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TRC Final Report
Page Number (Original) 212
Paragraph Numbers 77 to 83
■ PRIMARY FINDING
77 On the basis of the evidence available to it, the primary finding of the Commission is that:
THE PREDOMINANT PORTION OF GROSS VIOLATIONS OF HUMAN RIGHTS WAS COMMITTED BY THE FORMER STATE THROUGH ITS SECURITY AND LAW-ENFORCEMENT AGENCIES.
MOREOVER, THE SOUTH AFRICAN STATE IN THE PERIOD FROM THE LATE 1970S TO EARLY 1990S BECAME INVOLVED IN ACTIVITIES OF A CRIMINAL NATURE WHEN, AMONGST OTHER THINGS, IT KNOWINGLY PLANNED, UNDERTOOK, CONDONED AND COVERED UP THE COMMISSION OF UNLAWFUL ACTS, INCLUDING THE EXTRA-JUDICIAL KILLINGS OF POLITICAL OPPONENTS AND OTHERS, INSIDE AND OUTSIDE SOUTH AFRICA.
IN PURSUIT OF THESE UNLAWFUL ACTIVITIES, THE STATE ACTED IN COLLUSION WITH CERTAIN OTHER POLITICAL GROUPINGS, MOST NOTABLY THE INKATHA FREEDOM PARTY (IFP).
■ FINDINGS IN RESPECT OF THE STATE AND ITS ALLIES
I further do not believe the political defence of ‘we did not know’ is available to me because in many respects I believe we did not want to know. (Mr Leon Wessels, State Security Council hearing.)
The Security Forces will hammer them, wherever they find them. What I am saying is the policy of the government. We will not sit here with hands folded waiting for them to cross our borders. We shall carry out ongoing surveillance. We shall determine the correct targets and we shall settle the hash of those terrorists, their fellow-travellers and those who help them. (General Magnus Malan, Minister of Defence, parliamentary speech, 4 February 1986.)
All the powers were to avoid the ANC/SACP achieving their revolutionary aims and often with the approval of the previous government we had to move outside the boundaries of our law. That inevitably led to the fact that the capabilities of the SAP, especially the security forces, included illegal acts. (General Johan van der Merwe, former commissioner of police, armed forces hearing.)
There was never any lack of clarity about ‘take out’ or ‘eliminate’, it meant that the person had to be killed. (Brigadier Alfred Oosthuizen, former head of Security Branch intelligence section, armed forces hearing.)
78 As previously stated, the Commission’s evidence indicates that the state – in particular its security agencies and affiliated policy and strategy formulation committees and councils (such as the SSC) – was responsible for the greatest number of gross violations of human rights committed during the thirty-four-year mandate period.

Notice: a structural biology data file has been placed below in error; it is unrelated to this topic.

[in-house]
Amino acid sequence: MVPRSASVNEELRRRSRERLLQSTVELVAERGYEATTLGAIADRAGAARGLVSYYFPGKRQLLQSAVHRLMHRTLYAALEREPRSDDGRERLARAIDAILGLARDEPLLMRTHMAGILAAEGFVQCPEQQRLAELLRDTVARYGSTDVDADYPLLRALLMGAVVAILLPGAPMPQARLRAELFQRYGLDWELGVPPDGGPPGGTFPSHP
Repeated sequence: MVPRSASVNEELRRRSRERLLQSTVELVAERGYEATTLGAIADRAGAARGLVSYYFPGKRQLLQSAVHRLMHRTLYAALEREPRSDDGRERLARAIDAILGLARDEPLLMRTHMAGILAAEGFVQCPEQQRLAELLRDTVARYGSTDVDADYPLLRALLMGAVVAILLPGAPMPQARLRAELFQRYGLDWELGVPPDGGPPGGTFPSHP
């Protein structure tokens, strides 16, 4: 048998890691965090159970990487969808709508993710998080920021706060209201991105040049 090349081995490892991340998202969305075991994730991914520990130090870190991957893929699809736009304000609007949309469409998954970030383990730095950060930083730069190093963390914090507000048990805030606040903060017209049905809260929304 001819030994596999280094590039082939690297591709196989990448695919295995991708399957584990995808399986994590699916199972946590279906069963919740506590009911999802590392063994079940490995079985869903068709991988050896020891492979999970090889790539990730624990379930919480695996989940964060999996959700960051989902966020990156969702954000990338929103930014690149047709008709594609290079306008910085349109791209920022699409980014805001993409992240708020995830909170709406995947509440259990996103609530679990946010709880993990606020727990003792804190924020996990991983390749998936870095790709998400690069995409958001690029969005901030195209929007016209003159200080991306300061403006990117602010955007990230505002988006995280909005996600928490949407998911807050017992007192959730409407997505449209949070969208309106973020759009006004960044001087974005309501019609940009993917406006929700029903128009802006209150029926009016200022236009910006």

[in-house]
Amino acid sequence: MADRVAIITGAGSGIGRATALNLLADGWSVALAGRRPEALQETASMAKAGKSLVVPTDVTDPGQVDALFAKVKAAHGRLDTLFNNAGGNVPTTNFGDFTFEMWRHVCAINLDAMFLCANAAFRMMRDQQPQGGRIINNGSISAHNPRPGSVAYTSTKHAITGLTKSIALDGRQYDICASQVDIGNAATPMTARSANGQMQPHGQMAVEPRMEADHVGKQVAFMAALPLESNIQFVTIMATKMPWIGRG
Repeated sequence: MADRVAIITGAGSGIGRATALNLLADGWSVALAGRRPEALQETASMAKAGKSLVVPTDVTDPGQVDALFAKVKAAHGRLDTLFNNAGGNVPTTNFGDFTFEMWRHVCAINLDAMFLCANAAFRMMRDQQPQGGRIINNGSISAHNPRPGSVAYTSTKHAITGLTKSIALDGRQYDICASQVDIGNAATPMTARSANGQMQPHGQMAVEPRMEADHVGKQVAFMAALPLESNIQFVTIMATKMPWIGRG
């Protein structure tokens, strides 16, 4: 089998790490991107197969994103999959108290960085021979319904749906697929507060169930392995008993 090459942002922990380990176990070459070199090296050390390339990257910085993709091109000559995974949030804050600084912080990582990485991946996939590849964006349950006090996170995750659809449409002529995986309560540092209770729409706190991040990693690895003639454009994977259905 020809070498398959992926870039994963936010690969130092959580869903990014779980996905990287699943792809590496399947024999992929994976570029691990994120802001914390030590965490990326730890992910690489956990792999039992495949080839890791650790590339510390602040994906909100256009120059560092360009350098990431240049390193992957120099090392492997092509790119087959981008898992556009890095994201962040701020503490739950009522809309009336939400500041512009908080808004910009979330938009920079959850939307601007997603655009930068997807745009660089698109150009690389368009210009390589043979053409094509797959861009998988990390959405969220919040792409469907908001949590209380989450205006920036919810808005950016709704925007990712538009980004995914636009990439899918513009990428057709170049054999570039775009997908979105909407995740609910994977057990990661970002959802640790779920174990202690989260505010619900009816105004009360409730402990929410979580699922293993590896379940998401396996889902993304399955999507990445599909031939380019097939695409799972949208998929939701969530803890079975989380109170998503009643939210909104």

79 The Commission concluded that, at a certain point in the mandate period, the state resorted to unlawful ways of dealing with challenges to its authority. The period during which the South African state ventured into the realm of criminal misconduct stretches from PW Botha’s accession to power in 1978 into the early 1990s, including a part of the period in which his successor held office.
80 At the beginning of the mandate period, the system of government in the country was undoubtedly an unjust and discriminatory one, but it was still essentially a system of laws, albeit unjust laws. In the course of the first two decades of the mandate period, the rule of law was steadily eroded and the system of public administration purged of its remaining democratic substance. By the time President Botha took power, the system was characterised by severe repression. It had not yet, however, adopted a policy of killing its opponents.
81 This is not to suggest that prior to 1978 the state did not kill its opponents. Indeed, it had just recently killed hundreds in its suppression of the Soweto uprising. The mandate period itself began with a massacre of protesters at Sharpville in 1960. These two sets of killings, and numbers of other routine killings of demonstrators, occurred in the course of the SAP’s public-order policing policy involving, in the Commission’s view, an unjustifiable use of deadly force.
82 Deplorable and racist though this security policy was (and the Commission has made a finding declaring it to have been a gross violation of human rights), it did not at that time involve the systematic targeting of certain categories of political activists for killing by high echelons of state. Evidence placed before the Commission indicates, however, that from the late 1970s, senior politicians – as well as police, national intelligence and defence force leaders – developed a strategy to deal with opposition to the government. This entailed, among other actions, the unlawful killing, within and beyond South Africa, of people whom they perceived as posing a significant challenge to the state’s authority.
83 Killing is the most extreme human rights violation. Any legally constituted state that executes people outside of its own existing legal framework enters the realm of criminality and must, from that point on, be regarded as unlawful.